1) Basics of Density Functional Theory, DFT

Here, I am trying to summarize what I have learned about materials modeling using the DFT method.

My focus is on Quantum Espresso software. To do that I have started to learn the basics of DFT. My sources are:

[1] Giustino, F. (2014). Materials modelling using density functional theory: Properties and predictions.
[2] Quantum Espresso tutorials section :
[3] From Atoms to Materials: Predictive Theory and Simulations (online course on edx.org, from Purdue University)

   1. First Principles or ab intio model

Simply refers to modeling of materials without using the experimental data or without fitting the data coming from experiments. If we know the fundamental characteristics and theory of materials and elements and put them on the paper with mathematical equations, we will get numbers or other equations that in the real world are a resemblance of experimental values.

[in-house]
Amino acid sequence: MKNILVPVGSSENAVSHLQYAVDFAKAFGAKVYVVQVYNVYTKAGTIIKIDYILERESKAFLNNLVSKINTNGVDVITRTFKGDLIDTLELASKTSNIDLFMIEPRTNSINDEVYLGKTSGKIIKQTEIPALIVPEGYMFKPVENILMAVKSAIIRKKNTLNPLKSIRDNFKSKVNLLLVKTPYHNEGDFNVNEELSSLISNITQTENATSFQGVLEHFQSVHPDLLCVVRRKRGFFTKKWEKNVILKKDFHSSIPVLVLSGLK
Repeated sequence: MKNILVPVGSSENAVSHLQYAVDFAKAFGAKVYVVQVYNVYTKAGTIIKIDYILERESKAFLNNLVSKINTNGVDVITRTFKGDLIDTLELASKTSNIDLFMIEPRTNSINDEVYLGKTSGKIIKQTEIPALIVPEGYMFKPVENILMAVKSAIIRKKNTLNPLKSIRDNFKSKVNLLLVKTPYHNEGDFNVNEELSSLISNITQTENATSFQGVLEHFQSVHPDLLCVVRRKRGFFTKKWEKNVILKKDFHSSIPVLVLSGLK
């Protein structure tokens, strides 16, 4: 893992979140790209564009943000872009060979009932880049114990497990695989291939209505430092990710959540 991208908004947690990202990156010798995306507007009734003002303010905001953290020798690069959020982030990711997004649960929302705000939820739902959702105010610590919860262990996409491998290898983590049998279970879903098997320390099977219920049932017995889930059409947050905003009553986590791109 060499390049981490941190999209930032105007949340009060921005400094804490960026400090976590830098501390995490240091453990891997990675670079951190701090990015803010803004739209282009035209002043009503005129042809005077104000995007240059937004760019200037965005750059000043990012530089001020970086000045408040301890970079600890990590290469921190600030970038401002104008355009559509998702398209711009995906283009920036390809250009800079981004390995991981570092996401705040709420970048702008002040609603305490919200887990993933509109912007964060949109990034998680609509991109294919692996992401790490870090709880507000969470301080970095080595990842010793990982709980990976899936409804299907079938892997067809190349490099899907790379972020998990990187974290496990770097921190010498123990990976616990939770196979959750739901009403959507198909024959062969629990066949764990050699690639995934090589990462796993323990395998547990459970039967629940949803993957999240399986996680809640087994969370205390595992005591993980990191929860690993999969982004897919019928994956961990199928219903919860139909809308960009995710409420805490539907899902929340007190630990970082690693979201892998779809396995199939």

The fundamental theory of materials, elements, or chemicals is Quantum Mechanics. Quantum mechanics is giving you numbers and equations that you can use to put the reality on the paper and show it by mathematical expressions.

The problem is the complexity of the equations and most of the time the need for supercomputers to solve them. These equations come from the complicated Schrödinger equation. When the words “Supercomputers and Calculations” appear, we should understand that the materials modeling is an interdisciplinary field that consists of materials science, physics, chemistry, mathematics, numerics, and software engineering.